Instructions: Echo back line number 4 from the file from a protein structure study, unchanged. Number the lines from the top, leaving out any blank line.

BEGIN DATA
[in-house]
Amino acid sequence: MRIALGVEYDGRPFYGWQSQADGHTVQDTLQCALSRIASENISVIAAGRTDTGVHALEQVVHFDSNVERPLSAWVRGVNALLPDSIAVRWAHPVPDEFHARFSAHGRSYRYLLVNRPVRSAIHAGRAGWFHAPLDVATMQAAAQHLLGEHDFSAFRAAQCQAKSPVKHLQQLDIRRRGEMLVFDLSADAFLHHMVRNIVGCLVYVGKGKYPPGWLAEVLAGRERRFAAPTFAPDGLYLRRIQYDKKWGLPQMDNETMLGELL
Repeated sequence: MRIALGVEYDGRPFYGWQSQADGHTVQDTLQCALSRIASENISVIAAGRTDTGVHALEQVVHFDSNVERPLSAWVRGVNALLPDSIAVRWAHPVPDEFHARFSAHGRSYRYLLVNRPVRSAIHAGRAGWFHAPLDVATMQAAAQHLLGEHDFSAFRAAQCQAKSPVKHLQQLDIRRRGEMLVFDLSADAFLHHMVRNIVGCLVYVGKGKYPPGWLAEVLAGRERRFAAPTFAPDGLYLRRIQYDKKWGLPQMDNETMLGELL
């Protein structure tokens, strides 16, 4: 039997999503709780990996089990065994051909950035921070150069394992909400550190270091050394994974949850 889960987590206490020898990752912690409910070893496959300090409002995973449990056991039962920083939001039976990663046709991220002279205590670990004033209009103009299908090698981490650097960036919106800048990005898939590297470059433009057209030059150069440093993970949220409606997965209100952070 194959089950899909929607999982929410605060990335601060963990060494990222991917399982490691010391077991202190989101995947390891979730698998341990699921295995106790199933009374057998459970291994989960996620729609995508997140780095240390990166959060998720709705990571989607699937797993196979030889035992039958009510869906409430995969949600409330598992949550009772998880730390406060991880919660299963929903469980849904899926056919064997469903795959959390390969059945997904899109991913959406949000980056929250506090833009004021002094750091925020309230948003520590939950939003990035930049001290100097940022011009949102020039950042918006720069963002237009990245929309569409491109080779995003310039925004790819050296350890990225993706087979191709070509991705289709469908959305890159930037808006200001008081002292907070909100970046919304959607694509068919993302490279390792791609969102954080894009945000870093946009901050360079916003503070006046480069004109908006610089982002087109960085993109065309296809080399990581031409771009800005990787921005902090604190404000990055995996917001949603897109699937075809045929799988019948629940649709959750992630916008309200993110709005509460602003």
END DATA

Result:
């Protein structure tokens, strides 16, 4: 039997999503709780990996089990065994051909950035921070150069394992909400550190270091050394994974949850 889960987590206490020898990752912690409910070893496959300090409002995973449990056991039962920083939001039976990663046709991220002279205590670990004033209009103009299908090698981490650097960036919106800048990005898939590297470059433009057209030059150069440093993970949220409606997965209100952070 194959089950899909929607999982929410605060990335601060963990060494990222991917399982490691010391077991202190989101995947390891979730698998341990699921295995106790199933009374057998459970291994989960996620729609995508997140780095240390990166959060998720709705990571989607699937797993196979030889035992039958009510869906409430995969949600409330598992949550009772998880730390406060991880919660299963929903469980849904899926056919064997469903795959959390390969059945997904899109991913959406949000980056929250506090833009004021002094750091925020309230948003520590939950939003990035930049001290100097940022011009949102020039950042918006720069963002237009990245929309569409491109080779995003310039925004790819050296350890990225993706087979191709070509991705289709469908959305890159930037808006200001008081002292907070909100970046919304959607694509068919993302490279390792791609969102954080894009945000870093946009901050360079916003503070006046480069004109908006610089982002087109960085993109065309296809080399990581031409771009800005990787921005902090604190404000990055995996917001949603897109699937075809045929799988019948629940649709959750992630916008309200993110709005509460602003």